Page last updated at 01:04 GMT, Friday, 24 October 2008 02:04 UK

'Race question mark' over US town

By Dumeetha Luthra
BBC News, Uniontown, Pennsylvania


Fayette County residents on the race issue

"I'm not voting for Obama, he's black."

Charles is a registered Democrat in Uniontown, Pennsylvania.

"If it wasn't for Obama I would vote Democrat. Blacks just cause trouble, that's the taste I've got in my mouth."

Race is the question mark hanging over this election.

Barack Obama is ahead in the polls. There's a widespread feeling now that the election is his to lose.

But there is something that is worrying Democrats. How accurate are the polls? How many voters are saying they will vote for Mr Obama because they do not want to be perceived as racist?

Once they enter the polling booth will it be an entirely different story?

Simply put, how many people out there think like Charles but are not admitting it?

'Not from here'

Charles said the vast majority of his friends felt the same way as him.

Uniontown is a rural town in south-west Pennsylvania. Its countryside is breathtaking, particularly now as the leaves change their colour from green to gold to burnt red.

But the area is poor and unemployment is high. Traditionally it is staunchly Democrat - but race is an election issue.

Todd Hackley
Obama will get as many votes from the blacks, as he will not get from the whites
Todd Hackley
At a local restaurant a friendly waitress started chatting to us. The conversation turned to politics.

She shrugged, she was not even sure when the election was to be held, she could not pronounce Mr Obama's name.

"I like McCain because I can say his name, so I'll probably vote for McCain."

She was not well informed, but her views were clear.

"He's from Africa or something. I don't even know where he's from. I know he grew up here, but he's not from here. I think American presidents should be from America."

These are not isolated opinions - just not often voiced publicly.

In the primaries 12% of voters across the state said race was a factor - and that is close to Mr Obama's current lead in the polls here.

Recently, Congressman John Murtha had this to say about his home state: "There is no question that western Pennsylvania is a racist area".

He did, however, predict that Mr Obama would still win the state, and he later apologised for the remarks.

The polls show Mr Obama is ahead in Pennsylvania, which also has a Democratic governor and traditionally huge Democratic majorities in the major cities - Pittsburgh and Philadelphia.

'A good show'

In Uniontown, of course I met Democrats who are voting for Mr Obama, and I also met a couple of Republicans who said they were voting Obama.

This is not about a town being racist, but rather how much the race issue is reflected in the polls.

Brandon Hafield
He tries to put a good show for the people, but I don't think he is American
Brandon Hafield
At a local hunting shop there were a variety of opinions. Registered Democrat Tom Currens said he would vote for the Republican candidate John McCain, but not because he had a problem with Mr Obama's racial background.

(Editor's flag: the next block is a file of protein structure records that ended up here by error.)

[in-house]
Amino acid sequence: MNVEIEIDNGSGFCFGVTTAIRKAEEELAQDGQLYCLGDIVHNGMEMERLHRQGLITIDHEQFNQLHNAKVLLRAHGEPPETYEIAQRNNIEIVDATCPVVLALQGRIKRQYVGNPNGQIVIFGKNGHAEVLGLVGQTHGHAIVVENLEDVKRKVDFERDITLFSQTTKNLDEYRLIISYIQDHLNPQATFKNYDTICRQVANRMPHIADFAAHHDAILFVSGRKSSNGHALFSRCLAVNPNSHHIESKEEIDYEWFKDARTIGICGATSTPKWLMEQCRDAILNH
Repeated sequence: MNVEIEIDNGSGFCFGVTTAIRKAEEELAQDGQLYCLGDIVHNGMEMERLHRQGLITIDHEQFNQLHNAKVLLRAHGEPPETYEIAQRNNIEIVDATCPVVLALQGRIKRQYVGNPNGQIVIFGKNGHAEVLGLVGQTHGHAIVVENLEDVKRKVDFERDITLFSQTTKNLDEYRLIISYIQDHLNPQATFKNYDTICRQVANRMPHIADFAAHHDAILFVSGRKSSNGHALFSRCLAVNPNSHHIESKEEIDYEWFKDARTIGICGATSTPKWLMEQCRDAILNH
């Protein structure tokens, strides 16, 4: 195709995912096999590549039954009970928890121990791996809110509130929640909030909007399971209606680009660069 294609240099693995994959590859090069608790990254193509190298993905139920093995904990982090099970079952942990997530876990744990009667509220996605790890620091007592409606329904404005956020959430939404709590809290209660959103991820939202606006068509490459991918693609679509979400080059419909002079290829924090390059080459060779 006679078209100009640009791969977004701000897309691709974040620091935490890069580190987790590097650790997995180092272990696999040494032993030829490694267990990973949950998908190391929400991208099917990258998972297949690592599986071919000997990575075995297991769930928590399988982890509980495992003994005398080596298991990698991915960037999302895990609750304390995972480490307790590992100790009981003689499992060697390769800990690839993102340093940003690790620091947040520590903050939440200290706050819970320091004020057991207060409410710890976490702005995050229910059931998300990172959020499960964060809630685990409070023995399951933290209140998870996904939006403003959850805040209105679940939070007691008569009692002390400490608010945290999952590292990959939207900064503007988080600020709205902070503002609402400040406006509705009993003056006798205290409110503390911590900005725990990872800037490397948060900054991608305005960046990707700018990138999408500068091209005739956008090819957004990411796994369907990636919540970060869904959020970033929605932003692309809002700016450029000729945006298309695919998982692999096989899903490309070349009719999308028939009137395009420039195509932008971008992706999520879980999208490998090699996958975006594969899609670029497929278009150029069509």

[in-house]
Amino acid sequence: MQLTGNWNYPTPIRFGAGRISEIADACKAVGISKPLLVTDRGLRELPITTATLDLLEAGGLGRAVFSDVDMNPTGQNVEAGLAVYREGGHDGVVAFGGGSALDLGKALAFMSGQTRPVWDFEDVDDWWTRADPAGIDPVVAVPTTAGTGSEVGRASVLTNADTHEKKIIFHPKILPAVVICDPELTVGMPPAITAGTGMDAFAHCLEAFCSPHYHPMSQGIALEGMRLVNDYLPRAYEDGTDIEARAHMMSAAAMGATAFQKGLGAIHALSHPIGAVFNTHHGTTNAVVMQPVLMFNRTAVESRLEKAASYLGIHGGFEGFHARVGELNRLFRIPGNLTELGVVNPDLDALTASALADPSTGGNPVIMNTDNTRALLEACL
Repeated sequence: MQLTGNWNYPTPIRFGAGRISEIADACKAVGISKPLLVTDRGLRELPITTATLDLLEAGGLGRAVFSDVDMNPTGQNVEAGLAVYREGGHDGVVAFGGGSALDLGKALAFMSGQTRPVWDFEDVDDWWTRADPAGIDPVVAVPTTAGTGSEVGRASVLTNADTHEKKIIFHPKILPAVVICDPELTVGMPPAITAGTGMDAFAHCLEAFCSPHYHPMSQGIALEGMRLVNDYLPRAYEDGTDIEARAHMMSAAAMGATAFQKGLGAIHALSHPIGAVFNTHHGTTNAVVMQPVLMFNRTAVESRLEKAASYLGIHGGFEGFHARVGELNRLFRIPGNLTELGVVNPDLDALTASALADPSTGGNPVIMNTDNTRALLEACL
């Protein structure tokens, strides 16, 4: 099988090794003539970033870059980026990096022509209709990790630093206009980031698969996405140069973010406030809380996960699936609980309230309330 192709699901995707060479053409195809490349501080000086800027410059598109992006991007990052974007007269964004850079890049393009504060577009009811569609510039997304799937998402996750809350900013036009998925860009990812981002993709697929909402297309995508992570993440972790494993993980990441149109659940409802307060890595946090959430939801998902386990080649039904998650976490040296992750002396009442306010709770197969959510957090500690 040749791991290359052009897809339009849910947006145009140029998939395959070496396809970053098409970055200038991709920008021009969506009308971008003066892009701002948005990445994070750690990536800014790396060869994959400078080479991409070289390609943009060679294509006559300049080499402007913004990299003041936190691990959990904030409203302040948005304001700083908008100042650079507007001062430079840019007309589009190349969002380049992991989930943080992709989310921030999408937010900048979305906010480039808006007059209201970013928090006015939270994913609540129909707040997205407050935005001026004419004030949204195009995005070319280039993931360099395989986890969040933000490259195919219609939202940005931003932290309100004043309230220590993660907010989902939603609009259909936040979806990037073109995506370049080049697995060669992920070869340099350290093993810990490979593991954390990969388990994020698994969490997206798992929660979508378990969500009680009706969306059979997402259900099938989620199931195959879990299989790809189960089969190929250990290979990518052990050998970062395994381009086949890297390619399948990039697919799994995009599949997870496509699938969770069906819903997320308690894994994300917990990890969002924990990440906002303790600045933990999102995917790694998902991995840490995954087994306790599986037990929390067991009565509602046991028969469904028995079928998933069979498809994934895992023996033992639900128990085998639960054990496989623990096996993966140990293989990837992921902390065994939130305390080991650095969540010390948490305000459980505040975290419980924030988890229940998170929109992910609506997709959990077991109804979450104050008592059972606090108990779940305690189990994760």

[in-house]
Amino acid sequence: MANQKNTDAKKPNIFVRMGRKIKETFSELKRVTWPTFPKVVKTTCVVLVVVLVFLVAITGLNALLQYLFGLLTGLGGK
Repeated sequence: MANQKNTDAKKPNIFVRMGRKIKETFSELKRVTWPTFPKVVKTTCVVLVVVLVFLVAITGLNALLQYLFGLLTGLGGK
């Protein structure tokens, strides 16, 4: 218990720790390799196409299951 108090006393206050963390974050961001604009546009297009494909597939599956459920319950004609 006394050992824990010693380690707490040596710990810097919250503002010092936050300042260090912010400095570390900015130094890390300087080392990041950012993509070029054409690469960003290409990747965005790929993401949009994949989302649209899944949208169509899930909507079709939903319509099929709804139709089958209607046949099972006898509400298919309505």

Todd Hackley, a registered Republican said he would vote for Mr McCain and had this to say on the race question:

"Race is an issue, it has to be, not that we want it to be. My thoughts are that Obama will get as many votes from the blacks, as he will not get from the whites.

"I do believe there are a lot of whites who won't vote for him because of the colour of his skin, but I believe there are a lot of blacks who will vote for him because of his colour."

Todd has always voted Republican and when I asked him if colour was an issue for him he said it might have been years ago, but not now.

Brandon Hafield said said he was undecided who to vote for, but when I asked if Mr Obama was a patriot he said no.

When I asked if he was American, he said: "I think he tried to be, I don't think he is, he tries to put a good show for the people, but I don't think he is."

I hate to think we would have racial prejudice entering into a campaign here, but I think perhaps we do
Russ Mechling

Local radio presenter Bob Fultz, who hosts a regular talk show, says prejudice is definitely present, even though few callers are willing to discuss it openly.

"White voters aren't saying what they really think, whether that's here in Fayette County or nationally. I had one caller who said he thinks Obama is Osama with plastic surgery."

However, Mr Obama has gained points for his perceived ability to handle the credit crunch - and Uniontown has its own financial woes.

Russ Mechling is a retired engineer who used to be the president of the local company Fayette Engineering. He is a registered Democrat who will be voting for Mr Obama.

"There is a little bit of a racial backlash, but I think it's becoming less and less as the economic situation gets worse and worse.

"I think that will probably cost McCain more votes than any other single factor."

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